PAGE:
The Washington court was flooded with amicus briefs, as the U.S. Supreme Court had been, as many saw this as the next major “culture wars” case around the issue of same-sex marriage and religious exemptions from anti-discrimination laws
After Stutzman told Ingersoll, a longtime customer of her business, she would not sell him flowers for his wedding, his fiancé, Freed, put up an indignant post on his Facebook page and the story went viral, quickly drawing the attention of the Attorney General’s office, which sent Stutzman a letter, asking for her to agree in writing not to discriminate against customers based on their sexual orientation. She has argued throughout the case that she did not discriminate based on sexual orientation, as she had happily sold Ingersoll flowers in the past and would do so in the future, but not for a same-sex wedding due to her religious belief that marriage was only between a man and a woman. When Stutzman refused to sign the statement requested by the letter, the Attorney General filed suit in Benton County Superior Court. Several days later, Ingersoll and Freed filed their own lawsuit, represented by the ACLU of Washington, and the cases were consolidated by the court, which ruled against Stutzman on February 18, 2015.
Justice McCloud explained the Washington Supreme Court’s understanding of the holding of the U.S. Supreme Court in Masterpiece: “In Masterpiece Cakeshop, the Supreme Court held that the adjudicatory body tasked with deciding a particular case must remain neutral; that is, the adjudicatory body must ‘give full and fair consideration’ to the dispute before it and avoid animus toward religion. Disputes like those presented in Masterpiece Cakeshop and Arlene’s Flowers ‘must be resolved with tolerance, without undue disrespect to sincere religious beliefs, and without subjecting gay persons to indignities when they seek goods and services in an open market.’”
Under this standard, wrote McCloud, there was no basis for the Washington court to change its opinion. “We have painstakingly reviewed the record for any sign of intolerance on behalf of this court or the Benton County Superior Court, the two adjudicatory bodies to consider this case,” she wrote. “After this review, we are confident that the two courts gave full and fair consideration to this dispute and avoided animus toward religion.”
Because the Supreme Court had vacated the earlier decision, however, the court’s new opinion incorporates its entire analysis from the earlier decision. In a footnote, Justice McCloud wrote, “The careful reader will notice that starting here, major portions of our original (now vacated) opinion are reproduced verbatim.”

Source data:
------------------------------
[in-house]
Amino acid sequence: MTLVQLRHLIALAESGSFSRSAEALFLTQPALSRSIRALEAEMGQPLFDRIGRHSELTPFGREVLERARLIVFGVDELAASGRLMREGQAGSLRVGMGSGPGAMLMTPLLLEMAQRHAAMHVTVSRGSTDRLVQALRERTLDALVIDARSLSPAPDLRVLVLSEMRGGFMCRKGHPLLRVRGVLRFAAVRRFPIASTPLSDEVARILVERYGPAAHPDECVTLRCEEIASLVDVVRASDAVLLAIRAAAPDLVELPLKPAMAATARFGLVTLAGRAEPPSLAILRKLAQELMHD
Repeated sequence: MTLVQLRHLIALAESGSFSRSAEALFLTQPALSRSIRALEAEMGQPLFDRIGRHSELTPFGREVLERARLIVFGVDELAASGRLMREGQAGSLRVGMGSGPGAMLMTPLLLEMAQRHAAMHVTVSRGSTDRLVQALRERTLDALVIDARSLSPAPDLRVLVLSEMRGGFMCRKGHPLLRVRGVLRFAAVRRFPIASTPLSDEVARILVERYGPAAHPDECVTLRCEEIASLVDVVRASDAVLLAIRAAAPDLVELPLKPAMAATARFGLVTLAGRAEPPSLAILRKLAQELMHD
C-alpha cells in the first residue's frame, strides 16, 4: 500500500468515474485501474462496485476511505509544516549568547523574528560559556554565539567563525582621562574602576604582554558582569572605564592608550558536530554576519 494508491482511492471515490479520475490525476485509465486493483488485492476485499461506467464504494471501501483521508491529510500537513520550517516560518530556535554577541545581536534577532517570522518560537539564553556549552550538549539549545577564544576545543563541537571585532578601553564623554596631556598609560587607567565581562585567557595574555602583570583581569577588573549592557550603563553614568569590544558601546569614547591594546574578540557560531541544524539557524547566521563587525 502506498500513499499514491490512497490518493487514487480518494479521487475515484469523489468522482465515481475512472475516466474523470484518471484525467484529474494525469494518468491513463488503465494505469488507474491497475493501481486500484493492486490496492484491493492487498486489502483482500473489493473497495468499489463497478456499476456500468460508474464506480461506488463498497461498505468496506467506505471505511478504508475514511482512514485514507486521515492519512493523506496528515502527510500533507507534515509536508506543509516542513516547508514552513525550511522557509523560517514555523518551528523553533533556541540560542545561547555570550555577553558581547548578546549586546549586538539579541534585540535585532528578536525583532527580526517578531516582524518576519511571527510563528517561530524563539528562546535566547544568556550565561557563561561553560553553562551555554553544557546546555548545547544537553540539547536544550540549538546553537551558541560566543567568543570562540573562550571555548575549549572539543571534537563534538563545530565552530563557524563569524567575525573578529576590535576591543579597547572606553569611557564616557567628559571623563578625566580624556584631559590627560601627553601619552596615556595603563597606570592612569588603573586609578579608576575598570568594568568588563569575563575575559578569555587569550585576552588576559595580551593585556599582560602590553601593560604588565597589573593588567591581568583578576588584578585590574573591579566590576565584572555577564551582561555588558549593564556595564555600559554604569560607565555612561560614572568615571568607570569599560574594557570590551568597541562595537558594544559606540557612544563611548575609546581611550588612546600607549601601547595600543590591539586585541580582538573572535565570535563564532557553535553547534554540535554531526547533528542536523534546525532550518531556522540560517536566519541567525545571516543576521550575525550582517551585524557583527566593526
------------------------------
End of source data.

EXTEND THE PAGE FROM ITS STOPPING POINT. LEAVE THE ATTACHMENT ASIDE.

However, the opinion also responds to arguments that ADF tried to make building on Masterpiece, attempting to persuade the court that Stutzman was sued because of hostility to her religious beliefs by the Attorney General. The court refused to take the bait. McCloud wrote, “Apparently realizing the limits of Masterpiece Cakeshop, appellants attempt to stretch its holding beyond recognition and to relitigate issues resolved in our first opinion and outside the scope of Masterpiece Cakeshop. We reject this attempt and instead comply with the Supreme Court’s explicit mandate to ‘further consider’ our original judgment ‘in light of Masterpiece Cakeshop.’”
Consistent with that, the court denied motions by both ADF and the Attorney General’s office to supplement the record, finding that the additional materials being offered to the court were not relevant to the task it had been set by the Supreme Court.
ADF was trying to make something of an entirely unrelated incident that occurred while this case was pending, when it was reported that the owner of a café in Seattle had “expelled a group of Christian customers visiting his shop” but that despite publicity to the incident the Attorney General had not taken any action against the owner of the café. ADF sought to draw an analogy to an incident Justice Kennedy relied upon in concluding that the Colorado Civil Rights Commission was hostile to religion. The Commission had refused to proceed against several Colorado bakers who had rejected an order from a provocateur named William Jack, who sought to order cakes inscribed with anti-gay symbolism. “The crux of appellants’ argument is that the attorney general sought to enforce the WLAD in the case before us but not in the incident at the coffee shop,” wrote McCloud, “revealing ‘hostility towards Mrs. Stutzman’s beliefs.’”